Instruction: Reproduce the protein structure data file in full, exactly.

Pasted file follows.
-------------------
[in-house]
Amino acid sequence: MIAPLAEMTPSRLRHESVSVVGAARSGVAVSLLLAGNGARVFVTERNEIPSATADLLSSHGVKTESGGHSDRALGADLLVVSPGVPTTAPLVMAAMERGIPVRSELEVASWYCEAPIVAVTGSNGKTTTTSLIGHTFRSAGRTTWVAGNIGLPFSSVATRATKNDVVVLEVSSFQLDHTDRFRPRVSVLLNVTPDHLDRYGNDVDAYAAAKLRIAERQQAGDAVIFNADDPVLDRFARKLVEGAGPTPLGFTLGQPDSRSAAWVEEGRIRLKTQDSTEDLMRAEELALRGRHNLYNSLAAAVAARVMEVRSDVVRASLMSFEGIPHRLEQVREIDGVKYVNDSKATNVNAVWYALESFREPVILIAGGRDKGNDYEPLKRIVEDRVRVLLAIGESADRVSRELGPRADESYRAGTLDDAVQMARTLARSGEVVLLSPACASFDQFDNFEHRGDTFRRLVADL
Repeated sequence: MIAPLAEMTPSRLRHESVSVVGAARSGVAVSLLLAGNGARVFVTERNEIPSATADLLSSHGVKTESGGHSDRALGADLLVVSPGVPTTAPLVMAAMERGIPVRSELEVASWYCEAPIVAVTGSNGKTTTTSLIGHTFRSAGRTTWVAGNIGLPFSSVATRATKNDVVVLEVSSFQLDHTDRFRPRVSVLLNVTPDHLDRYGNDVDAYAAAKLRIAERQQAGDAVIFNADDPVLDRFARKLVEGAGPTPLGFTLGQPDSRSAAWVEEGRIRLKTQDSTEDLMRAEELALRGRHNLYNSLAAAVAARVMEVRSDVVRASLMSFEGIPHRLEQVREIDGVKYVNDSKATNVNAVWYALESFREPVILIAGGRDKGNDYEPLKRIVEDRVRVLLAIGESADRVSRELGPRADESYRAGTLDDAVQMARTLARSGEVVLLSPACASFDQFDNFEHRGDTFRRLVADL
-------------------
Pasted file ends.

[in-house]
Amino acid sequence: MIAPLAEMTPSRLRHESVSVVGAARSGVAVSLLLAGNGARVFVTERNEIPSATADLLSSHGVKTESGGHSDRALGADLLVVSPGVPTTAPLVMAAMERGIPVRSELEVASWYCEAPIVAVTGSNGKTTTTSLIGHTFRSAGRTTWVAGNIGLPFSSVATRATKNDVVVLEVSSFQLDHTDRFRPRVSVLLNVTPDHLDRYGNDVDAYAAAKLRIAERQQAGDAVIFNADDPVLDRFARKLVEGAGPTPLGFTLGQPDSRSAAWVEEGRIRLKTQDSTEDLMRAEELALRGRHNLYNSLAAAVAARVMEVRSDVVRASLMSFEGIPHRLEQVREIDGVKYVNDSKATNVNAVWYALESFREPVILIAGGRDKGNDYEPLKRIVEDRVRVLLAIGESADRVSRELGPRADESYRAGTLDDAVQMARTLARSGEVVLLSPACASFDQFDNFEHRGDTFRRLVADL
Repeated sequence: MIAPLAEMTPSRLRHESVSVVGAARSGVAVSLLLAGNGARVFVTERNEIPSATADLLSSHGVKTESGGHSDRALGADLLVVSPGVPTTAPLVMAAMERGIPVRSELEVASWYCEAPIVAVTGSNGKTTTTSLIGHTFRSAGRTTWVAGNIGLPFSSVATRATKNDVVVLEVSSFQLDHTDRFRPRVSVLLNVTPDHLDRYGNDVDAYAAAKLRIAERQQAGDAVIFNADDPVLDRFARKLVEGAGPTPLGFTLGQPDSRSAAWVEEGRIRLKTQDSTEDLMRAEELALRGRHNLYNSLAAAVAARVMEVRSDVVRASLMSFEGIPHRLEQVREIDGVKYVNDSKATNVNAVWYALESFREPVILIAGGRDKGNDYEPLKRIVEDRVRVLLAIGESADRVSRELGPRADESYRAGTLDDAVQMARTLARSGEVVLLSPACASFDQFDNFEHRGDTFRRLVADL